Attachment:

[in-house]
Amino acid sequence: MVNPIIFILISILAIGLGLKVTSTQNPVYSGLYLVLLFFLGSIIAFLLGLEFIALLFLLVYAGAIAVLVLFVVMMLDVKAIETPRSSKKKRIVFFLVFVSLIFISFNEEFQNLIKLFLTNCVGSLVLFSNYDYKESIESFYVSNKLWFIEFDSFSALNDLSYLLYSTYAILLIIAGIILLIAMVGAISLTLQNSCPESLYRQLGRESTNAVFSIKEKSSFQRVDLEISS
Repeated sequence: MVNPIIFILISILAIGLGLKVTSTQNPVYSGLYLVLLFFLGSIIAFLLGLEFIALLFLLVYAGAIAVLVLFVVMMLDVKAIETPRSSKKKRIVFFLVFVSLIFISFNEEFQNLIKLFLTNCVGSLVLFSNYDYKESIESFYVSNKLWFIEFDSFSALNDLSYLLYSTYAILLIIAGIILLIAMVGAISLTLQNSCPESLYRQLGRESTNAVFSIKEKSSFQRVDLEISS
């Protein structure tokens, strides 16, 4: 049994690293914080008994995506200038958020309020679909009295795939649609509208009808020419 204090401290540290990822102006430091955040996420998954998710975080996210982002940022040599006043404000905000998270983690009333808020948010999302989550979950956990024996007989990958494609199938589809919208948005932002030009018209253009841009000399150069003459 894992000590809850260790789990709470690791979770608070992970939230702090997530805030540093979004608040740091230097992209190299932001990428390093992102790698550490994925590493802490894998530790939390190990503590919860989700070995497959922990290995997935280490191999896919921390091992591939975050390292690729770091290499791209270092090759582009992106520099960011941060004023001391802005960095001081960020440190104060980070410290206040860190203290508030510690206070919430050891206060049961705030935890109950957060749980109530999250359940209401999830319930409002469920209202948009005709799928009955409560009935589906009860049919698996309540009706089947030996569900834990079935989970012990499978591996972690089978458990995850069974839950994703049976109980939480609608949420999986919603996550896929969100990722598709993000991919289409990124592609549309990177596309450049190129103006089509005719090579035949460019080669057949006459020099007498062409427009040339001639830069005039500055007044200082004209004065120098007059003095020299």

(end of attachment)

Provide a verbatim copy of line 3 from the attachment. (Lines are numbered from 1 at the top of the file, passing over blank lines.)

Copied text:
Repeated sequence: MVNPIIFILISILAIGLGLKVTSTQNPVYSGLYLVLLFFLGSIIAFLLGLEFIALLFLLVYAGAIAVLVLFVVMMLDVKAIETPRSSKKKRIVFFLVFVSLIFISFNEEFQNLIKLFLTNCVGSLVLFSNYDYKESIESFYVSNKLWFIEFDSFSALNDLSYLLYSTYAILLIIAGIILLIAMVGAISLTLQNSCPESLYRQLGRESTNAVFSIKEKSSFQRVDLEISS